Chances are that learning how to give a cat a bath may not be one of the skills you acquire as a cat owner. Cats are very fastidious about keeping themselves well groomed. However, there may come a time when you do need to delve into this particular aspect of cat care. The most important thing is preparation.
Preparing for a Bath
Preparation will save both time and aggravation for you and your cat, especially if bathing isn't a normal part of your cat health care regimen. First of all, it is important to use cat-specific products on your pet. Dog or human products are inappropriate because cats can be quite sensitive to the chemicals used in those products. Your veterinarian can advise you on the proper shampoo. If your cat has a skin problem, a shampoo and perhaps a conditioner specific to your cat's condition will help give your cat relief from some of her symptoms.
If your cat has scaling or flaky skin, she may have seborrhea. A cat shampoo made with sulfur or salicylic acid may provide an effective way to treat her condition. Consult your veterinarian for an appropriate product.
One of the wisest things you can do before giving your cat a bath is to trim her claws both in the front, if she has them, and the back. Even the sweetest cat is likely to find a bath unnerving, especially if it is the first time she has had one. Save yourself from any unnecessary bloodshed prior to the bath.
You may also want to comb your cat before her bath. Cats will lose great amounts of hair when placed in stressful situations, but brushing can help cut down on the amount of hair left on your drain screen. You can also work out any mats that may be present if you have a long-haired cat.
Choosing the Site
A small room is ideal and one of the very first things to consider when learning how to give a cat a bath. Smaller is better. The foremost thing on your cat's mind will be escape. It is easier to finish the bath if you can find her easily and get her back in the sink or tub to finish.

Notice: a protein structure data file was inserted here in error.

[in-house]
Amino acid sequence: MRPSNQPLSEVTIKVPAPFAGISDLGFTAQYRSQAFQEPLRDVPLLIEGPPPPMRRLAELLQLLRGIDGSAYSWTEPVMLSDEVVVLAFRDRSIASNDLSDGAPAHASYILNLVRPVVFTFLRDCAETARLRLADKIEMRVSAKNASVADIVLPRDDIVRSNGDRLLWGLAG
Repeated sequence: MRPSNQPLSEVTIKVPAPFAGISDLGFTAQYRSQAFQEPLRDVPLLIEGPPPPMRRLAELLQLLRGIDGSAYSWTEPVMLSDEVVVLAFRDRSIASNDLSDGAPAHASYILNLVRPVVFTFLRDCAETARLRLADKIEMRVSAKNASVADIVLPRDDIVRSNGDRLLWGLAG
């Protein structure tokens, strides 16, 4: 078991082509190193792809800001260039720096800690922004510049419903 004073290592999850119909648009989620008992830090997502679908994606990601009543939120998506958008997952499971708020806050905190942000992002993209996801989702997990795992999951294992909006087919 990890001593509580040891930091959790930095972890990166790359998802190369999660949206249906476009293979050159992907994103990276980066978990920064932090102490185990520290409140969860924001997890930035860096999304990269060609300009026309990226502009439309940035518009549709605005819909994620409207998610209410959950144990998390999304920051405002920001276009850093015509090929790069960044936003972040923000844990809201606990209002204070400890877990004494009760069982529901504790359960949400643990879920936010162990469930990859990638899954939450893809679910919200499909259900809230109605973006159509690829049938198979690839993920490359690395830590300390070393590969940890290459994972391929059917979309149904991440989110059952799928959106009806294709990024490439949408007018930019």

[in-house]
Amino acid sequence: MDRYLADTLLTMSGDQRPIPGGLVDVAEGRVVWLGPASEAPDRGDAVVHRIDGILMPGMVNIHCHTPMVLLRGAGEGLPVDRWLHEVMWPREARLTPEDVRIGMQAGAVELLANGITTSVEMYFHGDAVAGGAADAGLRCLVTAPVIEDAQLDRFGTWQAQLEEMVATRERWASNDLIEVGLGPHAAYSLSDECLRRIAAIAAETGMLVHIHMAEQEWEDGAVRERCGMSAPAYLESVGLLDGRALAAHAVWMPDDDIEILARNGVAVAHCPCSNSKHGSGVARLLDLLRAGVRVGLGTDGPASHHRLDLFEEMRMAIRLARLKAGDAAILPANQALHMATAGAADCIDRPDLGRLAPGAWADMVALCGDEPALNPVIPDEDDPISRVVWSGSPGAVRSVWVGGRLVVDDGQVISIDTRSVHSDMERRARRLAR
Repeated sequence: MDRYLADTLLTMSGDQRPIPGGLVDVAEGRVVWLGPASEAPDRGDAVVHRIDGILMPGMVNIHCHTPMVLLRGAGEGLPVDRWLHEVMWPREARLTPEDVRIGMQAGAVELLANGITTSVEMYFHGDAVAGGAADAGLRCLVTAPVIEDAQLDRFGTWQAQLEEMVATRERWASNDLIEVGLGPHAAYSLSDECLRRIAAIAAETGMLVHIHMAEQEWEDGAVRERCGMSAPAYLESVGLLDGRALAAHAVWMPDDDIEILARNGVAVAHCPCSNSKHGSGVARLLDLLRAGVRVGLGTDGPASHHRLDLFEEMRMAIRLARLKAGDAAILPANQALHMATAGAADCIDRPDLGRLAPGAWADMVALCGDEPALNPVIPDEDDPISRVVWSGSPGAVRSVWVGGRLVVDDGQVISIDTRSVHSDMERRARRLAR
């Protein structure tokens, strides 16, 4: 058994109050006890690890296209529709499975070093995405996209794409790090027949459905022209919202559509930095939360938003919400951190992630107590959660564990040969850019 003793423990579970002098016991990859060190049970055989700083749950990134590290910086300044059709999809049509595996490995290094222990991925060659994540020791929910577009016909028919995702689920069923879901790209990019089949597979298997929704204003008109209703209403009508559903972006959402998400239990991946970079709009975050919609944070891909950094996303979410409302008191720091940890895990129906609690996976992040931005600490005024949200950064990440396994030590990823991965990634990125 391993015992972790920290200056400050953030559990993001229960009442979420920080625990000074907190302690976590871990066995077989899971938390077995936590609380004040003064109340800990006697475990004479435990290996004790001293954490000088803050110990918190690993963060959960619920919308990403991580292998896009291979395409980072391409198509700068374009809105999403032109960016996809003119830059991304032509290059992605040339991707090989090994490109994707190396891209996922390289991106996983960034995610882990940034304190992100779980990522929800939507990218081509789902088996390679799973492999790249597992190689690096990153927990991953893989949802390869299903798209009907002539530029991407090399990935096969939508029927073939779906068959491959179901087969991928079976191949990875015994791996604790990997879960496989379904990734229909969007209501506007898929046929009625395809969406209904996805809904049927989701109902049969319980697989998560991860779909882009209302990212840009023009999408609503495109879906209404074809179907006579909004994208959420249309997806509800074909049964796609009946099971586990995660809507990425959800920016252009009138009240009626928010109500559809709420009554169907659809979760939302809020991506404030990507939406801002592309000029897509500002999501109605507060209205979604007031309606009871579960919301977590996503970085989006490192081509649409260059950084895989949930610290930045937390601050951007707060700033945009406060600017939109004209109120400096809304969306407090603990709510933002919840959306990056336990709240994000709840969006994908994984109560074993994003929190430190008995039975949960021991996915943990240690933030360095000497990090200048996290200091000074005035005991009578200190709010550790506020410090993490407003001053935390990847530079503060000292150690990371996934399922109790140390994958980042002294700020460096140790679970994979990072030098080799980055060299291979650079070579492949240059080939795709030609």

Mise en place
Mise en place is a guiding principle in the culinary world which means "everything in place" as in prior to beginning your recipe or in this case, beginning your adventure. You should have everything you need within easy reach, including the shampoo, conditioner and a towel. Ideally, the room should be warm to keep your cat more comfortable when she is out of the water.
How to Give a Cat a Bath
For your part, a surprise attack is best. After getting the room ready, you can scoop up your cat casually, trying not to alert her to anything coming ahead. If she bolts, don't force it. The last thing you want is an anxious cat in the sink.
Assuming you have her in place, you can keep a towel around her and wet her thoroughly. The advantage of this method is that the towel helps hold her. You should use a cup to gently pour warm water over her body, taking care to avoid her face.
Lather her up, gently massaging her skin. Again, pour water over her body while using your advantage of strength to keep her in place. Try to work quickly to minimize the time she must be restrained. Next, apply a conditioner, following the product's instructions for use. If she is a biter, you may want to consider muzzling her before you begin the bath.
When the bath is finished, reach for your dry towel to blot off the excess water. The cat will likely want to bolt as quickly as possible. Do your best to dry her without agitating her more than necessary. When all is done, let her sit alone in the warmed room to groom and recover. Have an extra fluffy towel on the floor for her to rest on if she chooses.
So that's how to give a cat a bath. Fortunately, you probably won't have to give your cat a bath unless she makes it necessary during an outdoor excursion or because of a skin condition. Just try to make the process as quick as possible while getting the job done and make the process easier for you and your cat.